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THE site for the most up to date information on sports and orthopedic rehab and injury prevention.

Join our community of top-notch physical therapists, athletic trainers, chiropractors, and strength coaches who are dedicated to being the best in their field, and to making a difference in the lives of their athletes and patients.


Featured Resources
Altered Motor Control - Review of ResearchAltered Motor Control - Review of Research
Kyle Kiesel PT, PhD, ATC, CSCS
This, of course is a complex question, but we have learned that the response to movement following injury is more complex than previously thought. One approach is to look at injury risk factors to, in a sense, we work backwards to help us answer the question. By considering risk factors for injury, we gain a better understanding of what happening in the motor control system after injury. It is clear from the peer reviewed literature that previous injury is by far the most robust factor related to future injury. With this fact in mind, it should make us feel somewhat uncomfortable as rehabilitationists that those with a previous injury, even after completing rehabilitation, are at the greatest risk of subsequent injury. . . .
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Is the Present Day Athlete Prepared for the Initiation of Athletic Performance Enhancement Training?Is the Present Day Athlete Prepared for the Initiation of Athletic Performance Enhancement Training?
Robert Panariello MS, PT, ATC, CSCS
The lack of early age athletic "preparation" as well as the common occurrence of youth athletic "sports specialization" is presently an all too common theme in the United States. The dream of a college scholarship and perhaps an ensuing professional payday appears to often be the incentive for such early sport specialization. However, too early a sport specialization does have its consequences. An example of such a consequence is the 12-year-old baseball pitcher whom I recently rehabilitated after arthroscopic elbow surgery. According to his father "this young man is going to be the next Roger Clemens". Obviously the father did not realize that throughout Roger Clemens athletic career, this Hall of Fame caliber pitcher never had elbow surgery. My time and experiences with this young athlete was my incentive to write this article. . . .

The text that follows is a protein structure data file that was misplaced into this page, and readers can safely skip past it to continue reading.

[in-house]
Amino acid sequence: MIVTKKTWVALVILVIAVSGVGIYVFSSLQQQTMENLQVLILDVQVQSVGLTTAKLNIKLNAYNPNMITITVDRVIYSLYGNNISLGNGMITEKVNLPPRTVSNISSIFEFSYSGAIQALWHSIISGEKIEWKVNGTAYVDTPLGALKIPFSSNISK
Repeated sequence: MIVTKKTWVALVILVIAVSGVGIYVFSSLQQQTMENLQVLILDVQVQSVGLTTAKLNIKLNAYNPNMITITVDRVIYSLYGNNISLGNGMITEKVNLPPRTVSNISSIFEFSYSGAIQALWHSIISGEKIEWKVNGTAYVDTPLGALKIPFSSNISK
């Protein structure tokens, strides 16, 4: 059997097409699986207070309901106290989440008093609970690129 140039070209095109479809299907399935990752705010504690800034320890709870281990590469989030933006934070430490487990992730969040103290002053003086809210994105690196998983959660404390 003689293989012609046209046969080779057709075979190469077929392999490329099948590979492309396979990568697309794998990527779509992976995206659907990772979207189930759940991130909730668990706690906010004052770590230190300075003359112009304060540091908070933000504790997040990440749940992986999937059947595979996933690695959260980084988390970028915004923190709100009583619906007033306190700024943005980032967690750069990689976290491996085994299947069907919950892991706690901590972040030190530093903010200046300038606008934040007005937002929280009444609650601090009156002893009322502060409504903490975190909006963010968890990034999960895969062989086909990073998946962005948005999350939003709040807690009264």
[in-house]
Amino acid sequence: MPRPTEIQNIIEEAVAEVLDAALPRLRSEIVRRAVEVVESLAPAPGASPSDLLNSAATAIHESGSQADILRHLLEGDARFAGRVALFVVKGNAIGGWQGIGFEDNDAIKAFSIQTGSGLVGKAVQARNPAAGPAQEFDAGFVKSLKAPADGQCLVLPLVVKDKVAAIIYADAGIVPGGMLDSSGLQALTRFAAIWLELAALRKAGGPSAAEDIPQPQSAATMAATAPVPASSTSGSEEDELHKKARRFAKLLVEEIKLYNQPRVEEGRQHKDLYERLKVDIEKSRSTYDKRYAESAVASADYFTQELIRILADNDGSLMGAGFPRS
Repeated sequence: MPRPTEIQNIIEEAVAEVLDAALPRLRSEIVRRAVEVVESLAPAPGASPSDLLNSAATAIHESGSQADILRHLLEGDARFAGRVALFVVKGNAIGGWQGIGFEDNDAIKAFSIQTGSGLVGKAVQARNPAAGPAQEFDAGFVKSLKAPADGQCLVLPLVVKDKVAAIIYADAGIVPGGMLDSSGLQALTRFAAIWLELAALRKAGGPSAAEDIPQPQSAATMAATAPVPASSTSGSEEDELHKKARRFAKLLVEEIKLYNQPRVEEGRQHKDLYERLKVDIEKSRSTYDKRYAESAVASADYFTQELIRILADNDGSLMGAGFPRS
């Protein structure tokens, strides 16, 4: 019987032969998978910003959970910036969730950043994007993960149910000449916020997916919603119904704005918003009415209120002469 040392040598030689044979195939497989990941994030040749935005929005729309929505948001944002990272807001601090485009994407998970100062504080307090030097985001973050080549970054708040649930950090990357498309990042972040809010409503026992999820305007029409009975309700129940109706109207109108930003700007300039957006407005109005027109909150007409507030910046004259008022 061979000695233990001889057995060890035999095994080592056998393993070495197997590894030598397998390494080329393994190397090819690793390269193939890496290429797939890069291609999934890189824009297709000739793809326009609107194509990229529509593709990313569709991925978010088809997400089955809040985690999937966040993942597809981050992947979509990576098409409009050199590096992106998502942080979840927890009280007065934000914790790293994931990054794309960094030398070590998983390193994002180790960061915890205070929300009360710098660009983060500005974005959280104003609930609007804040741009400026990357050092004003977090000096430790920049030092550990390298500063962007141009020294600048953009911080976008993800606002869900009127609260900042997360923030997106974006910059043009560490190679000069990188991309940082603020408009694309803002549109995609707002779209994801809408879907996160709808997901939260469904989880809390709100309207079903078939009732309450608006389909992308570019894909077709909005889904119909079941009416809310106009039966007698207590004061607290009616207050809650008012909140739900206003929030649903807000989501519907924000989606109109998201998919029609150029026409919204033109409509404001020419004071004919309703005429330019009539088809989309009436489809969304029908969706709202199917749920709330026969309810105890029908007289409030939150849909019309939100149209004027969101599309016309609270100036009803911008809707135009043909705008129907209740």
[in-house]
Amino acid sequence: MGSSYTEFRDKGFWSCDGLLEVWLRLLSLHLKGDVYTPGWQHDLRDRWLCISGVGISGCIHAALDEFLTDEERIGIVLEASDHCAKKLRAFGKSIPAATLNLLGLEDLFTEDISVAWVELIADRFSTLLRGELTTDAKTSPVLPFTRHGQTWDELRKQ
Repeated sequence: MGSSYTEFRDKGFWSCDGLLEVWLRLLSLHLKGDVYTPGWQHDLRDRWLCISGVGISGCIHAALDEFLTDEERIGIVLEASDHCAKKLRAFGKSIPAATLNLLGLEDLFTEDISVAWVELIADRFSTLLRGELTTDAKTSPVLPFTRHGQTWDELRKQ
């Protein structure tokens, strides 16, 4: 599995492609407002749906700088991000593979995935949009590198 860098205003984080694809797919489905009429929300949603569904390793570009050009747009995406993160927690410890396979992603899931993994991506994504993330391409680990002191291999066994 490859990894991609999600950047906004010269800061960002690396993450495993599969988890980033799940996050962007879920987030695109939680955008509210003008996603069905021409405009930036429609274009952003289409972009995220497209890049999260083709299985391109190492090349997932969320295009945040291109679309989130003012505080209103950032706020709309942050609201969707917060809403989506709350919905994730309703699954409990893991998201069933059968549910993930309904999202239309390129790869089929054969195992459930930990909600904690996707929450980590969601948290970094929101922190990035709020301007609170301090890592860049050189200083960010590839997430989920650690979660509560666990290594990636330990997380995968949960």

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Audio Interview - Gray Cook updates the Joint by Joint ApproachAudio Interview - Gray Cook updates the Joint by Joint Approach
Anthony Renna asked Gray to update the Joint by Joint Approach a few months back on the Strength Coach Podcast. Ask Gray a question, get a 30 minute answer. Kidding Gray! It was a fantastic explanation and really takes you through his thought process so I annoyed Anthony enough he finally let me use it. Anyway, this is a must listen interview and I absolutely wanted to be able to share it with all of you. . . . keep reading

Super StiffnessSuper Stiffness
Stuart McGill, Professor of Spine Biomechanics
At a gymnastics or martial arts meet, or at a weightlifting competition, listen to the coaches advice to the athlete -- Stay tight! This means to maintain stiffness. Being stiff ensures that there will be minimal energy losses as forces are transmitted through the linkages. Optimal performance requires stability, and stability results from stiffness. Stiffness in the body results from muscular co-contraction. Used properly, it will assist in getting through "sticking points", enhance whole body strength and speed. Be stiff, and be compliant. Knowing the difference and when to be one or the other is a major way to improving performance. . . .
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A Joint-By-Joint Approach to TrainingA Joint-By-Joint Approach to Training
Mike Boyle MA, ATC
In a recent conversation about the effect of training on the body, Cook produced one of the most lucid thought processes I have ever heard. Gray and I were discussing the findings of the Functional Movement Screen (, the needs of the different joints of the body, and how the function of the joints relates to training. One of the beauties of the Functional Movement Screen is that the screen allows us to distinguish between issues of stability and those of mobility. Cook's thoughts were simple and led me to realize that the future of training may be a joint-by-joint approach rather than a movement-based approach. . . .
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Manual Therapy Technique of the Week - IASTM for the Intercostals
Joe Heiler PT
In this installment of the 'Manual Therapy Technique of the Week' I'll demonstrate the use of Graston Technique to treat soft tissue dysfunction within the intercostal musculature. These techniques can come in quite handy with the treatment of rib dysfunction, shoulder dysfunction, loss of ROM post-mastectomy or other surgery. . . .
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Dissecting The Ankle Mobility TestDissecting The Ankle Mobility Test
David O'Sullivan PT
The ankle mobility test is a test that is commonly used in the Strength and Conditioning and also Therapy settings on a daily basis. What we find with most our students is that there is a lack of understanding of some of the structures that may be potential culprits that we can influence in improving ankle range of motion if restricted. As with all ProSport Academy Therapists', we would encourage you to know exactly why you are doing a test, what you are checking and what tissues or structures will be important in palpating and treating in order to bring about lasting changes to your clients and athletes. . . .